Searching for a way to accept cryptocurrency payments on your WordPress site?
Cryptocurrency can lower your transaction costs, eliminate fraudulent chargebacks, bypass geographic barriers, and open up a new pool of potential customers, which is why cryptocurrencies have been generating such buzz.
With CoinGate, you can easily add a cryptocurrency payment gateway to your WooCommerce store. Or, you can also add simple cryptocurrency buy buttons to any WordPress site, even if you’re not using WooCommerce.
Visitors can send money using any one of 70+ supported cryptocurrencies and you can seamlessly receive money in a single cryptocurrency or fiat currency according to your preferences.
In our hands-on CoinGate review, we’ll show you how CoinGate works and what it’s like to use CoinGate to accept cryptocurrency on your WordPress site.
Let’s dig in…
CoinGate Review: How It Works
At a high level, CoinGate works like this:
A shopper goes to check out using WooCommerce. At checkout, they choose CoinGate as their payment method. You can either make CoinGate your only payment method or just include it as an option along with more traditional payment methods like credit and debit cards.
Then, the shopper sees a payment form where they can select their preferred cryptocurrency from a list of 70+ options. They’ll then see the wallet to send money to along with the exact amount of that cryptocurrency to send.
Once they send the payment and the network confirms it, the order status will automatically update in WooCommerce and you’ll also see that order in your CoinGate account. Customers will also be able to track their payments in real-time, starting from when it’s first detected to when it’s actually been confirmed.
From there, you can choose to receive the money in a single cryptocurrency (e.g. all payments in Bitcoin) or in a single fiat currency such as USD or Euro.
That’s one of the most notable differentiators – customers can send money using any one of the 70+ cryptocurrencies, but you can receive everything in your preferred currency instead of needing to deal with keeping track of 70+ different currencies.
In terms of the conversion rates, you get real-time rates for all the transactions. I’ll discuss pricing in more detail later on, but the basic idea is that CoinGate just charges a flat 1% fee for its services and real-time conversions.
The CoinGate WordPress plugin adds a CoinGate payment gateway to your WooCommerce store.
However, if you’re not using WooCommerce, you could still add a CoinGate payment button/link to your site without needing to install a plugin. You could include this in any post or page – so don’t feel like you must be using WooCommerce.
With that being said, I’m going to focus mainly on the CoinGate WooCommerce gateway in this post.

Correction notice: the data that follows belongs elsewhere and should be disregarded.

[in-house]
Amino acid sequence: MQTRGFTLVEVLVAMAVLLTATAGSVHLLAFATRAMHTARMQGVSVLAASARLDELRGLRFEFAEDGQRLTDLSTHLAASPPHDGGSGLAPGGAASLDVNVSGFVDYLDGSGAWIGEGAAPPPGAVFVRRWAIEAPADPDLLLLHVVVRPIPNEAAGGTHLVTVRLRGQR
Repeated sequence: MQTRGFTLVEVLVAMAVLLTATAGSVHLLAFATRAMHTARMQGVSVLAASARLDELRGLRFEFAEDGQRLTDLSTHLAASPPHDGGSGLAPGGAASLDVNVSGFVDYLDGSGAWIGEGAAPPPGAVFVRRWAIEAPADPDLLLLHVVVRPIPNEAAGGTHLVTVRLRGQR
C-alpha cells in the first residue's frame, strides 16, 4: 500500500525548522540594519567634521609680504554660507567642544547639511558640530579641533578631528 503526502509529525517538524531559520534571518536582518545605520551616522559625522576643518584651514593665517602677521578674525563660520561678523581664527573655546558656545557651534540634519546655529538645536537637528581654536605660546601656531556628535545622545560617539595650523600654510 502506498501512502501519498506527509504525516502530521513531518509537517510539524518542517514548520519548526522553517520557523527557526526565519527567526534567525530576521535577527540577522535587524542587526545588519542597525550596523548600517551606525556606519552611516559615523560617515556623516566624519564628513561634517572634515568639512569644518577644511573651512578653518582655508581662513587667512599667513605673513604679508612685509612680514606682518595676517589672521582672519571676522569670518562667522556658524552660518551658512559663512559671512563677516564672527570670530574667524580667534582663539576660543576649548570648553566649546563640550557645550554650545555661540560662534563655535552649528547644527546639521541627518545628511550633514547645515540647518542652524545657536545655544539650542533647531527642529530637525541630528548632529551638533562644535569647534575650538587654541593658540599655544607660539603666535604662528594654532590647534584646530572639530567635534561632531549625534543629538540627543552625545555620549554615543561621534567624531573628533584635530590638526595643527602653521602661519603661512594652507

Either way, the setup process is quite simple and you can be up and running in very little time.
How to Configure CoinGate on WordPress and Accept Payments
Now that you know what CoinGate does, let’s get into how to configure it and start accepting cryptocurrency payments on your WooCommerce store.
The actual technical setup process of connecting CoinGate to WordPress only takes a few minutes and doesn’t require any special technical knowledge.
Here’s how the process works…
1. Sign Up for a Free CoinGate Account
To get started, you’ll need to register for a free CoinGate account via the CoinGate website.
Once you’re in your account dashboard, you’ll also need to create a business account, which is required to use the API and payment features. Again, this is free to do and only takes a minute or so.
Note – you can see a list of CoinGate Business supported countries here – not all countries are eligible to join.
2. Install and Configure the CoinGate Plugin
Next, you can install the official CoinGate plugin on your WooCommerce store. It’s listed at WordPress.org, so you can install it right from your WordPress dashboard.
Once you activate the plugin, head to WooCommerce → Settings → Payments and activate the new CoinGate payment gateway option. Then, click the Set Up button next to CoinGate to configure the gateway:
Here, you’ll want to do two things:
- Enter the CoinGate API Auth Token to connect your store to CoinGate. More on this next.
- Configure how you want the gateway to function. For example, you can customize the text, choose a different payout currency, and adjust the order statuses for various payment stages if needed.
If you’re testing things, you can also enable the CoinGate test sandbox mode that lets you accept test payments using testnet Bitcoin. To use test mode, you’ll need to create a separate account at the CoinGate Sandbox website.
How to Create Your CoinGate API Key
To create the API key that you need to connect WooCommerce to CoinGate, you need to open your CoinGate Business account dashboard and go to Merchant → API → Apps → New App:
Then, you can fill out the form to configure your app:
Once you submit the form, you’ll get the API key that you can add to the WooCommerce settings dashboard:
And that’s it! Once you’ve configured the payment gateway settings, you’re ready to start accepting payments.
How It Works for Customers